On the 7 to 9 may 2004, we have the chance to receive the visit of shogi professionnals in Paris. No less than 3 shogi pros come from Japan to meet us, including the actual chairman of the Japanese Shogi Association Makoto Nakahara, Eisei 10 Dan. Makoto Nakahara is the living shogi pro with the highest number of titles. Just give a look at his shogi profile in Japanese or in English to get an idea of his great shogi career.
Shuji Sato, 6 Dan (profile in Japanese and in English) and Masakazu Kondo, 5 Dan (profile in Japanese and in English) travel in Paris and in Munich to share their shogi experience and to give us some shogi lessons.
No less than 3 simuls give us the possibility to play many games. The professionals play against not always well prepared 17 Parisian shogi players but always highly motivated. Some attendants prefer not to play a single game and to look at the games.
Makoto Nakahara plays as many as 16 games and won 12 of them (score 75%), the highest score during this weeb-end. Next, Shuji Sato plays 17 games and won 12 of them (score 70%) and finally Masakazu Kondo plays 18 games with 12 wins and one jishogi (score 69%).
A wide range of strength (from beginner to 4 Dan) among the amateurs gives us the possibility to apreciate the professional shogi skills in 6 piece to bishop handicap games. For the majority of amateurs, this is their first encounter with shogi professionals. For the more experienced ones, it is another important step in our shogi life and an unique chance to play with Makoto Nakahara.
After the simul games of the third day, we attend an exhibition game between Shuji Sato and Masakazu Kondo. This game is commented by Makoto Nakahara himself like in Japanese shogi shows, or like on the Japanese television !! Here is the gamescore of this game.
[Sente "Sato Shuji"]
[SenteGrade "6 Dan"]
[Gote "Kondo Masakazu"]
[GoteGrade "5 Dan"]
[Event "Shogi professionnals in Paris"]
[Venue "House of Japan, Paris"]
[Joseki "Kondo system"]
1.P7f P3d 2.S4h P5d 3.P5f R5b 4.K6h Bx8h+ 5.xS S3b 6.K7h K6b 7.S5g P5e 8.xP xR 9.P*5f R5a 10.G6h N3c 11.S7g K7b 12.P6f P4d 13.G6g S4c 14.P6e K8b 15.P7e S7b 16.P9f S5d 17.S7f P9d 18.N7g G4b 19.P8f P3e 20.S6f P4e 21.P2f P*5e 22.xP xS 23.xS xR 24.P*5f R5d 25.P2e R3d 26.P2d xR 27.xR xP 28.P7d R*2h 29.S*3h S*5h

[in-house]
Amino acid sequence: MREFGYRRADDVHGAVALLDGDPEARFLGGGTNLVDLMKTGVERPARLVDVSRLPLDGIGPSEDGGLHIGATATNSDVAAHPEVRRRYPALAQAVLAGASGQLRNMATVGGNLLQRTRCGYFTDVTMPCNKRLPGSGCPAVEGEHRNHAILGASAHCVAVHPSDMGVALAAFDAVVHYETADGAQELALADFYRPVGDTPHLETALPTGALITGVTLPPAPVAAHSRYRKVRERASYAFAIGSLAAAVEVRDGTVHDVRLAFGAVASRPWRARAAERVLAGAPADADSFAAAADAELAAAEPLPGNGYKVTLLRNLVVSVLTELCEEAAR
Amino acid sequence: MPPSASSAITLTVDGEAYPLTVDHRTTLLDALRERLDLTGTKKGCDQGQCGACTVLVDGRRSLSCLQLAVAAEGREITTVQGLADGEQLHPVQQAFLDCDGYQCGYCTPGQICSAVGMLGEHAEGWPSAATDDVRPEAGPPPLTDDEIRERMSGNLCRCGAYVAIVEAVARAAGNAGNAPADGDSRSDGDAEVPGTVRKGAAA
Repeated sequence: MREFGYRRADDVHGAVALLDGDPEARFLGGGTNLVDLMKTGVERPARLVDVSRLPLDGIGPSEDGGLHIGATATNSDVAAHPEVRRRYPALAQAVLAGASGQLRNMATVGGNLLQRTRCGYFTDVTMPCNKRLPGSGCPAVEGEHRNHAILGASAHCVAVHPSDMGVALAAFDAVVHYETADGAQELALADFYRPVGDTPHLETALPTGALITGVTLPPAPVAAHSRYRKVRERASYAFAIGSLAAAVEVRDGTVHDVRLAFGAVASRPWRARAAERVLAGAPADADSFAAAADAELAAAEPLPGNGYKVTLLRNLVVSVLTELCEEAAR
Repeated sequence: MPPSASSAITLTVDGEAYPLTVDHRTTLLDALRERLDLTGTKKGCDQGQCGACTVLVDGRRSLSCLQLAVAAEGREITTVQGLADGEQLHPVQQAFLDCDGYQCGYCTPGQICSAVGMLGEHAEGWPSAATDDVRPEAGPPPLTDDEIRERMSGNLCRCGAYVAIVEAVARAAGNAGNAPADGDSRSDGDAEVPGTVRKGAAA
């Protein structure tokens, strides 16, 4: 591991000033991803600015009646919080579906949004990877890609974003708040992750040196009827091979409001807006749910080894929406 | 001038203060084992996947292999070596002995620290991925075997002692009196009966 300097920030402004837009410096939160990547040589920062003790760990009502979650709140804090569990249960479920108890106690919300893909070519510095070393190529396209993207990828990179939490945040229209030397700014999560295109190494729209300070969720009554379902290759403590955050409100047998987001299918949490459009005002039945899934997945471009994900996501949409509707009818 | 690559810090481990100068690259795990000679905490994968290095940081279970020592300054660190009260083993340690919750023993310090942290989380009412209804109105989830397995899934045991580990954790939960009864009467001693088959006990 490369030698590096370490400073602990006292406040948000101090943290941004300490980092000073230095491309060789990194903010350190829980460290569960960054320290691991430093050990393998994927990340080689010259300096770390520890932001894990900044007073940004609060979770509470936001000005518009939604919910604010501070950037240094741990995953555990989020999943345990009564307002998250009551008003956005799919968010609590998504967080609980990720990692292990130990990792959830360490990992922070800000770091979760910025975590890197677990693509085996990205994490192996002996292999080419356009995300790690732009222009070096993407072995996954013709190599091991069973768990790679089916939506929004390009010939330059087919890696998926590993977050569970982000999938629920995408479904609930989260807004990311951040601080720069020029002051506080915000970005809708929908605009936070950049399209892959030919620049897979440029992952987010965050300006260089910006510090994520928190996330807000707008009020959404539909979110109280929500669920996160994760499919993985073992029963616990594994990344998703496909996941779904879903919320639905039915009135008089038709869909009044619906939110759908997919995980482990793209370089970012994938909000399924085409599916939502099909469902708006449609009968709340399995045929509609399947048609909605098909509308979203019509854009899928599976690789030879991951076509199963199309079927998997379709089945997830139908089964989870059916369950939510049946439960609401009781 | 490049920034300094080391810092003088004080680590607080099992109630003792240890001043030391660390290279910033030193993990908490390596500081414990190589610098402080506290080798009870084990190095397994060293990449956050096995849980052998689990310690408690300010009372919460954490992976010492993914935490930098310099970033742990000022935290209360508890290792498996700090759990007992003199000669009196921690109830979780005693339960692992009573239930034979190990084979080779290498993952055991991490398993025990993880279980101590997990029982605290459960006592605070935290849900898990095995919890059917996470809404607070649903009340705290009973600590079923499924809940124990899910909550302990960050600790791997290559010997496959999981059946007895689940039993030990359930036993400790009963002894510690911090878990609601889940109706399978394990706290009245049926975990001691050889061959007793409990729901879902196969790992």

After 29... S*5h
During the analysis, Masakazu Kondo tells us that this move takes part of his home preparation of the Kondo system. Masakazu Kondo has written some books about his system.
30.G3i Rx3h+ 31.xG S*6i 32.K6h B*5i 33.K5g Sx6g+ 34.xK P*5g
After 34... P*5g
Makoto Nakahara comments the game move by move with a mural magnetic shogiban and chooses this position to propose us a next move problem. Shuji Sato stands up to write his next move on a sheet of paper. The proposed candidate moves are Px7c+, Kx5g, B*5e and S*4h. Just take some time to think about your choice before reading the next paragraph.
The Kx5g move, capturing the threatening pawn, is clearly bad because of the immediate Bx7g+. The B*5e drop aims at attacking and defending but fails to P5h+ and the threat B6h+ K6f +B5g leads to mate and seems to be decisive. The S*4h drop forks the pawn and the bishop but sente drops his only general in hand a bit far from the king and both S4h and G3h generals are out of the game. Surprisingly to me, we are only two in the attendance to choose the Px7c+ move. Speed is important here : if xS then P*7d S6b (xS P*7e and sente keeps the 5e square for a future king escape) B*5e provides many threats and protects the N7g for a possible capture of the 5g pawn by the king.
35.S*4h S5h= 36.K6f if Kx5g then Bx7g+ Kx5h +Bx7f is good for gote 36... B6h+
After 36... B6h+
Finally, the S4h is useless and sente has lost one important tempo.
37.Px7c+ xN 38.P*7d G*6g 39.K7e +Bx7g 40.Px7c+ xS 41.N*7d xS 42.xK N*6b 43.Kx6c G7b 44.K6d G7c 45.K7e G7d mate
On this page, you can find some handicap games played during those 3 days. At this moment, only my 5 bishop handicap game are available. I will add other games as soon as I receive them. If you have entered your games, please, send them to me.